GOG 209 study: optimal management of advanced endometrial cancer

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Published: 31 Oct 2012
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Prof David Miller – University of Texas Southwestern Medical Centre, Dallas, USA

Dr David Miller talks to ecancer at the 2012 International Gynaecologic Cancer Society meeting in Vancouver about the GOG 209 study and drug regimens for endometrial cancer.


Standard treatment of endometrial cancer usually involves a surgical treatment, as well as chemotherapy. However, in 20-30 percent of patients, where surgery is not possible, advanced endometrial cancer treatment focuses more on chemotherapy and biological therapies.


The GOG 209 study looked to simplify treatment of advanced endometrial cancer, which consists of the three drug regimen of paclitaxel, doxorubicin and cisplatin. This course offered a clear survival advantage but has high toxicity and does not allow for use with targeted therapies.


In a trial testing carboplatin and paclitaxel, normally used in ovarian cancer, it was discovered that this treatment was as useful as the three drug course, but less toxic. This result now opens the possibility for inclusion of targeted therapy as well.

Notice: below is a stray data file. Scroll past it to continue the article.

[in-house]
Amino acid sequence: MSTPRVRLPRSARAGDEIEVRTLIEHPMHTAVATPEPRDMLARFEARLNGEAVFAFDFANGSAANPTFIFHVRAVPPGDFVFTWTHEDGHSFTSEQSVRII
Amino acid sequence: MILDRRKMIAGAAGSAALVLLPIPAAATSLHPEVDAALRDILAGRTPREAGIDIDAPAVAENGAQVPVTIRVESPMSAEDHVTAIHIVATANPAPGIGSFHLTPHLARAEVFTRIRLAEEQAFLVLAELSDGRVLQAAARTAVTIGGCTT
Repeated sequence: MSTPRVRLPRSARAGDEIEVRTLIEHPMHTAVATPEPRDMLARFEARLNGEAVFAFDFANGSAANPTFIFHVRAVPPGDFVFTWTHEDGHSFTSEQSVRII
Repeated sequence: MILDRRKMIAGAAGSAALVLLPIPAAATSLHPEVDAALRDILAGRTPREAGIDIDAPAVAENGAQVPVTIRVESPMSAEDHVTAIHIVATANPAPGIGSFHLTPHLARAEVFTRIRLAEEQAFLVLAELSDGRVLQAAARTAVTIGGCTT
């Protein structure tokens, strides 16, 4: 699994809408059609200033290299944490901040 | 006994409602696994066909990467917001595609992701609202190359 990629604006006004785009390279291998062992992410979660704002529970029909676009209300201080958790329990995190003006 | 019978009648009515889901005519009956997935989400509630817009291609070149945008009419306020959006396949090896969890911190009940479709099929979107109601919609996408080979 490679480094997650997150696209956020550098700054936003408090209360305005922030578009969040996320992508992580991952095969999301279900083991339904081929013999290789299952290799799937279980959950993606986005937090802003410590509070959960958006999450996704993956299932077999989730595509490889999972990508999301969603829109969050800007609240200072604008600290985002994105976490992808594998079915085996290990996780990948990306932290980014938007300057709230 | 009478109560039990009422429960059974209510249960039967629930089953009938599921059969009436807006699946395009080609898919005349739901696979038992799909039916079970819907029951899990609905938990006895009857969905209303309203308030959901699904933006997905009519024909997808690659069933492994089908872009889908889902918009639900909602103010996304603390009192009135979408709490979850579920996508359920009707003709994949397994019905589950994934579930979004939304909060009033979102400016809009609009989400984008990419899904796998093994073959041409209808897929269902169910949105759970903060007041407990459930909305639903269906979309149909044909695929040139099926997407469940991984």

Filming supported by Amgen

IGCS 2012 - Vancouver, BC, Canada


GOG 209 study: optimal management of advanced endometrial cancer


Professor David Miller – University of Texas Southwestern Medical Centre, Dallas, USA



David, you’ve been talking about optimal management of advanced endometrial cancer. Endometrial cancer is, in some ways, treated very well by surgery but you’ve got a minority of patients who have advanced disease, what have you been doing with them?


Well, that is correct and we are fortunate that we can find the disease early, it can be treated usually successfully with surgery, occasionally some adjuvant therapy with radiation therapy, but our issue for today was advanced endometrial cancer because that does account for 20-30% of patients. We’re moving more towards chemotherapy; we’re exploring biologic therapies and we’ve had some recent progress that we wanted to share with the group.


In fact you’ve been giving results about the GOG 209 study, haven’t you?


Yes, yes.


What came up?